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Who made this?

Non is the work of Jonathan Moore Liles. He can be contacted via email at male at

What does freedom have to do with this software?

Non is free software. This means, briefly, that you are free use it as you wish, free to examine and adapt the source code, free to share it with your friends, and free to publish your changes to the source code. Furthermore, Non is copyleft, which means that you are free from the threat of some other entity taking over and denying you the above freedoms. The free part of free software doesn't refer to price any more than the free in free speech does.

To learn why free software is so important to us (and why it should be important to you), please see the Free Software Foundation's website:

What is Free Software?

What is Copyleft?

Why don't you provide OS X or Windows binaries?

I don't have those systems, or the time or motivation to support them.

Why doesn't Non come packaged with my favorite GNU/Linux distribution?

That's a good question. Packaging for distribution is a task left to users and maintainers of the various GNU/Linux distributions. Usually, the first step toward getting something packaged is to submit a request to the distribution's issue tracker (or chime in on an existing issue).That being said, Non is already packaged by several multimedia oriented distributions--you might consider using one of them.

Why can't NSM support every session management protocol that ever existed?

Simple: Pudding + Crap = Crap Pudding. NSM was invented to get away from the deep architectural problems of all the extant and nacent session management schemes in the Linux Audio world. In order for NSM to support Jack Session, LASH, etc. clients, it basically means lowering the bar on data portability, integrity, and stability. Is that what you really want? A better solution is to add NSM support to applications that need it.

What happend to Non-DAW?

The name Non-DAW was really meant to encompass the entire project. Applying it to one component resulted in uneccessary confusion (the concept of a modular DAW being sufficiently novel in itself to bewilder journalists). The application that was Non DAW is henceforth known as Non Timeline.

Do I need to use all of the Non suite even if I only want to use one part?

Absolutely not. Non was designed to be completely modular. Users who need a live mixer may utilize Non Mixer by itself. Users who only need a session manager may use NSM. The freedom to choose is yours.

What is a DAW?

The acronym DAW stands for Digital Audio Workstation. Of course, Non is software, so when we say DAW we imply a purely software based system. A DAW is used by modern studio engineers to record and arrange multi-track sessions of different musicians into a single song. Perhaps a more noble use of a DAW, and the one for which Non was specifically written, is to provide the mutli-instrumentalist individual with all the software necessary to quickly and conveniently record and arrange his compositions and produce a professional quality result.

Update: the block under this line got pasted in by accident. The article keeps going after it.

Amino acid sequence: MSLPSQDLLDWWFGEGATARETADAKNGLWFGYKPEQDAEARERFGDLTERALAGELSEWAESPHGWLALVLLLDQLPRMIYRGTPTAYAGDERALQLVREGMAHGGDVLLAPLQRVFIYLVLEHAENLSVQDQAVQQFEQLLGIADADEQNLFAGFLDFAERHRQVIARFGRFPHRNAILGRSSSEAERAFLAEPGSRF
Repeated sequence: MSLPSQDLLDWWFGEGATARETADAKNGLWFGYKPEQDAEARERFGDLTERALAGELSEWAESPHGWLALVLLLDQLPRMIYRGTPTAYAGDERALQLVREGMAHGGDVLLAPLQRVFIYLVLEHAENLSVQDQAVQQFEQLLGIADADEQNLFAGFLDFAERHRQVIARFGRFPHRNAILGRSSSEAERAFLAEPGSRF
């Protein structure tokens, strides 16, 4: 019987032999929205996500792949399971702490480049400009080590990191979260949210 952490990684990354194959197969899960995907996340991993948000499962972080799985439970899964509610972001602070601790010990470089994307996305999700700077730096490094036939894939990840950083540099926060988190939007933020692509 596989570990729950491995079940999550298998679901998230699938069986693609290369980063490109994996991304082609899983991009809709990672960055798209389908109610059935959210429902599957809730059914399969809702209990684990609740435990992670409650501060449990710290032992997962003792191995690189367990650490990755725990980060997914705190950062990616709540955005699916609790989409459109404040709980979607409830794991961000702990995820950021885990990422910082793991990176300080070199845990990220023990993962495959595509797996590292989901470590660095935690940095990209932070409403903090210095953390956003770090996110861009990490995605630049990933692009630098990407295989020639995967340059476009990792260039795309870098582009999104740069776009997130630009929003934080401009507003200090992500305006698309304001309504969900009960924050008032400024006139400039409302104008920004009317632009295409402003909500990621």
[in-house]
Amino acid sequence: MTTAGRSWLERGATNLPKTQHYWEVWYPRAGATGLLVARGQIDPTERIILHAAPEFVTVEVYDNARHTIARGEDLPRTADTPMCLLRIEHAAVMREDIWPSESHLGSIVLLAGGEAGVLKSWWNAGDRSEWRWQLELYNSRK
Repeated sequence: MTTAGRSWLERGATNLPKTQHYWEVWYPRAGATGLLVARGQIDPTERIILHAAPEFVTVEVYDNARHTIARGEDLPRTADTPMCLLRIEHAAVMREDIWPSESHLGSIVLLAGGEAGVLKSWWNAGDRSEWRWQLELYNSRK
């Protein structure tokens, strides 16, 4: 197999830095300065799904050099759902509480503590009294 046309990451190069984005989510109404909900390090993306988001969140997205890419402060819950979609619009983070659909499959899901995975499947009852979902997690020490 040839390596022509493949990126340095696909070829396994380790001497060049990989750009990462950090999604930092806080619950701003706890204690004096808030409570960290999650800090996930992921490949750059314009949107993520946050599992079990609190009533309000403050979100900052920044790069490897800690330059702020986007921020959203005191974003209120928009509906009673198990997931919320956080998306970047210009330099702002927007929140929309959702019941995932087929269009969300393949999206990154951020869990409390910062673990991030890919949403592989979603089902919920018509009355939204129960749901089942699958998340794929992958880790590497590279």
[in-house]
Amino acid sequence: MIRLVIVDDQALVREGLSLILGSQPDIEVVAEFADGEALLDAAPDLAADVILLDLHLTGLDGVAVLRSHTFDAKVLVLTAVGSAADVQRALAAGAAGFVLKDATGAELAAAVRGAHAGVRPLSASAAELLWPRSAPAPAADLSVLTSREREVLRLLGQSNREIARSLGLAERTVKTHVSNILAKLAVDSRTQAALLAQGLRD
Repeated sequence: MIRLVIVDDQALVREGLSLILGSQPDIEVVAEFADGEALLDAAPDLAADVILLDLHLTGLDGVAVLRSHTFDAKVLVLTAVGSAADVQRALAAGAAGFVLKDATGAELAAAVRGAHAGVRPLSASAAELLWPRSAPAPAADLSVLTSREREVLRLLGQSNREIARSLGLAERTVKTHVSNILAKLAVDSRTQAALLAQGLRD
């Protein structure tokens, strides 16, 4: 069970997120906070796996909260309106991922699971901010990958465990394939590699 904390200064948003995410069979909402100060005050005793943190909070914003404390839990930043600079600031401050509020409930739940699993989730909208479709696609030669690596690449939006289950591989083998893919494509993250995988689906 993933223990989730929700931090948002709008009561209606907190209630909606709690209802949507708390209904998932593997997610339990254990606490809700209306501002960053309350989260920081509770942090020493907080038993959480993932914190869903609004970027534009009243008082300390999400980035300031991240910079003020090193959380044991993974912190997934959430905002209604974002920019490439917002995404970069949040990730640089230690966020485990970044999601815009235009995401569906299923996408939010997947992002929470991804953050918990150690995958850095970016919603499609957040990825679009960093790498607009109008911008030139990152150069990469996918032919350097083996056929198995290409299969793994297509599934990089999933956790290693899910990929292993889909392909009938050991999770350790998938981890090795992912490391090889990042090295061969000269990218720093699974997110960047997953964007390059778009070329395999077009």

In this author's opinion, a DAW comprises the following functionality:

  • Non-linear, non-destructive arrangement of (portions of) audio clips.
  • Tempo and time signature mapping, with editing operations being closely aligned to this map.

Since Non uses JACK for I/O, some things traditionally considered to be within the scope of a monolithic DAW can be pared out into JACK and Non Mixer:

  • Signal routing
  • Audio mixing
  • Hosting of effects (DSP plugins)

Why write another one?

First and foremost, since our goal is to have a free and open system, we can disregard all non-free DAWs. This excludes virtually every other DAW in existence. Secondly, we require a DAW that runs on the GNU/Linux operating system in conjunction with other free software, such as the JACK Audio Connection Kit, in a modular and cooperative manner. Finally, we require a program that is powerful, fast, and reliable. No other software meets these requirements.

The design of Non differs substantially from others. This is a good thing; for a clone of a bad design is doomed from the start.

There is only one other DAW that is capable and free software, and its name is Ardour. Suffice it to say that the architecture of Ardour is incompatible with the requirements of speed and reliability. Other DAW-like free software programs, including Traverso and QTractor, are similarly limited (being of similar design), but suffer the additional burden of cumbersome legacy ALSA support and very a limited feature set.

Given these options, I had little choice but to start from scratch, this time on a solid foundation, rather than attempting (in vain) to shoehorn good design into an existing code base.

Why does Non Mixer sometimes max out my CPU?

It's not Non Mixer! It's one of the plugins you've loaded. It's probably sensitive to silence as input--or the plugin could simply be poorly written. It's somewhat of a complex issue, but it can usually be fixed by recompiling the plugins with the appropriate options for your CPU. For a full explanation, see Denormals.

Should I use JACK1 or JACK2?

There's no reason to use JACK1. JACK2 provides a better user experience and performs better on multi-core/multi cpu systems. Use JACK2.


This work is licensed under a Creative Commons License